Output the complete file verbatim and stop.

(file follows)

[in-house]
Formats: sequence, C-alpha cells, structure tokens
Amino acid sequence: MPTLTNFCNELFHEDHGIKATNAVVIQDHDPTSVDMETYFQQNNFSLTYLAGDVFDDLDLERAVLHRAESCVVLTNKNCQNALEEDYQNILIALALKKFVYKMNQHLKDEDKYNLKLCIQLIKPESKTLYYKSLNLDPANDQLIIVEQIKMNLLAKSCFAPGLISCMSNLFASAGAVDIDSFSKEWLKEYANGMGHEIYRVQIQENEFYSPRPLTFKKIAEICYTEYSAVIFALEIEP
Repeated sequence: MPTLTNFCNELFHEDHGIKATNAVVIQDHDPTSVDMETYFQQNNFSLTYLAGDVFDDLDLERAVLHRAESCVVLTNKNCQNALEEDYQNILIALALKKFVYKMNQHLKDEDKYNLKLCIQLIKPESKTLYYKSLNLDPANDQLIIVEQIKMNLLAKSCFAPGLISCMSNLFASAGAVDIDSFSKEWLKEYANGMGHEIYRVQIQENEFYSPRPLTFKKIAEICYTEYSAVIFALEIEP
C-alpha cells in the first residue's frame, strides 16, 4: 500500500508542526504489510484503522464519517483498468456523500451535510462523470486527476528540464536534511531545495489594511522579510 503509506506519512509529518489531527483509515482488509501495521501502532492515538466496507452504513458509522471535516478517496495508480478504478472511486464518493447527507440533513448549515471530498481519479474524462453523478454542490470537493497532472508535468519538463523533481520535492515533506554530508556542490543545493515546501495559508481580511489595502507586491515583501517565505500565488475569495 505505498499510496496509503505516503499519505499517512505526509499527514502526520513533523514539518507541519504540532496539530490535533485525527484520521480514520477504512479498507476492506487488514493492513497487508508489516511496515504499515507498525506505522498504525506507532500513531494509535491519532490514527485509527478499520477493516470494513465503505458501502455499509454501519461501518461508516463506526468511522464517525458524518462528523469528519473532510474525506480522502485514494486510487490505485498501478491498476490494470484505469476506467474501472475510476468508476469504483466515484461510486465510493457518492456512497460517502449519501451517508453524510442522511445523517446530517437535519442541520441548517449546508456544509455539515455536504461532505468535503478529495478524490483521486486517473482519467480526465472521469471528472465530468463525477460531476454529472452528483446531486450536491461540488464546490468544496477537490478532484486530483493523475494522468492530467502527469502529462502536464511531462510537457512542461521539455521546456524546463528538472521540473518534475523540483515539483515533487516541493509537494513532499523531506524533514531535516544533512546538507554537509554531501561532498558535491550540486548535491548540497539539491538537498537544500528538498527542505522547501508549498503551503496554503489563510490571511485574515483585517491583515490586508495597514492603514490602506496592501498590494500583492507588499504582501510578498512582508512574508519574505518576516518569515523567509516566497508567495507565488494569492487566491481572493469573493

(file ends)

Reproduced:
[in-house]
Formats: sequence, C-alpha cells, structure tokens
Amino acid sequence: MPTLTNFCNELFHEDHGIKATNAVVIQDHDPTSVDMETYFQQNNFSLTYLAGDVFDDLDLERAVLHRAESCVVLTNKNCQNALEEDYQNILIALALKKFVYKMNQHLKDEDKYNLKLCIQLIKPESKTLYYKSLNLDPANDQLIIVEQIKMNLLAKSCFAPGLISCMSNLFASAGAVDIDSFSKEWLKEYANGMGHEIYRVQIQENEFYSPRPLTFKKIAEICYTEYSAVIFALEIEP
Repeated sequence: MPTLTNFCNELFHEDHGIKATNAVVIQDHDPTSVDMETYFQQNNFSLTYLAGDVFDDLDLERAVLHRAESCVVLTNKNCQNALEEDYQNILIALALKKFVYKMNQHLKDEDKYNLKLCIQLIKPESKTLYYKSLNLDPANDQLIIVEQIKMNLLAKSCFAPGLISCMSNLFASAGAVDIDSFSKEWLKEYANGMGHEIYRVQIQENEFYSPRPLTFKKIAEICYTEYSAVIFALEIEP
C-alpha cells in the first residue's frame, strides 16, 4: 500500500508542526504489510484503522464519517483498468456523500451535510462523470486527476528540464536534511531545495489594511522579510 503509506506519512509529518489531527483509515482488509501495521501502532492515538466496507452504513458509522471535516478517496495508480478504478472511486464518493447527507440533513448549515471530498481519479474524462453523478454542490470537493497532472508535468519538463523533481520535492515533506554530508556542490543545493515546501495559508481580511489595502507586491515583501517565505500565488475569495 505505498499510496496509503505516503499519505499517512505526509499527514502526520513533523514539518507541519504540532496539530490535533485525527484520521480514520477504512479498507476492506487488514493492513497487508508489516511496515504499515507498525506505522498504525506507532500513531494509535491519532490514527485509527478499520477493516470494513465503505458501502455499509454501519461501518461508516463506526468511522464517525458524518462528523469528519473532510474525506480522502485514494486510487490505485498501478491498476490494470484505469476506467474501472475510476468508476469504483466515484461510486465510493457518492456512497460517502449519501451517508453524510442522511445523517446530517437535519442541520441548517449546508456544509455539515455536504461532505468535503478529495478524490483521486486517473482519467480526465472521469471528472465530468463525477460531476454529472452528483446531486450536491461540488464546490468544496477537490478532484486530483493523475494522468492530467502527469502529462502536464511531462510537457512542461521539455521546456524546463528538472521540473518534475523540483515539483515533487516541493509537494513532499523531506524533514531535516544533512546538507554537509554531501561532498558535491550540486548535491548540497539539491538537498537544500528538498527542505522547501508549498503551503496554503489563510490571511485574515483585517491583515490586508495597514492603514490602506496592501498590494500583492507588499504582501510578498512582508512574508519574505518576516518569515523567509516566497508567495507565488494569492487566491481572493469573493